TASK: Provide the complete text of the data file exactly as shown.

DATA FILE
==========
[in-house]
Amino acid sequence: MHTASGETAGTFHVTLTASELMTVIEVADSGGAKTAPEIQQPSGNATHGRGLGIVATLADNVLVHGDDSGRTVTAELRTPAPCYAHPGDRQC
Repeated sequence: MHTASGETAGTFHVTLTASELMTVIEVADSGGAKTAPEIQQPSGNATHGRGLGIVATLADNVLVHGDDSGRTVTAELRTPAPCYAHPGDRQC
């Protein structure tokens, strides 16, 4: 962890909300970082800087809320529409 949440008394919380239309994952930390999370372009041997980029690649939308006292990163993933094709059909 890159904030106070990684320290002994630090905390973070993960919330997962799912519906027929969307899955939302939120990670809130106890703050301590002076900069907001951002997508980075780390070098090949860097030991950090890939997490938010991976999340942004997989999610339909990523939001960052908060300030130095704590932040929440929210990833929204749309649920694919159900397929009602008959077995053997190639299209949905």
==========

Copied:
[in-house]
Amino acid sequence: MHTASGETAGTFHVTLTASELMTVIEVADSGGAKTAPEIQQPSGNATHGRGLGIVATLADNVLVHGDDSGRTVTAELRTPAPCYAHPGDRQC
Repeated sequence: MHTASGETAGTFHVTLTASELMTVIEVADSGGAKTAPEIQQPSGNATHGRGLGIVATLADNVLVHGDDSGRTVTAELRTPAPCYAHPGDRQC
């Protein structure tokens, strides 16, 4: 962890909300970082800087809320529409 949440008394919380239309994952930390999370372009041997980029690649939308006292990163993933094709059909 890159904030106070990684320290002994630090905390973070993960919330997962799912519906027929969307899955939302939120990670809130106890703050301590002076900069907001951002997508980075780390070098090949860097030991950090890939997490938010991976999340942004997989999610339909990523939001960052908060300030130095704590932040929440929210990833929204749309649920694919159900397929009602008959077995053997190639299209949905």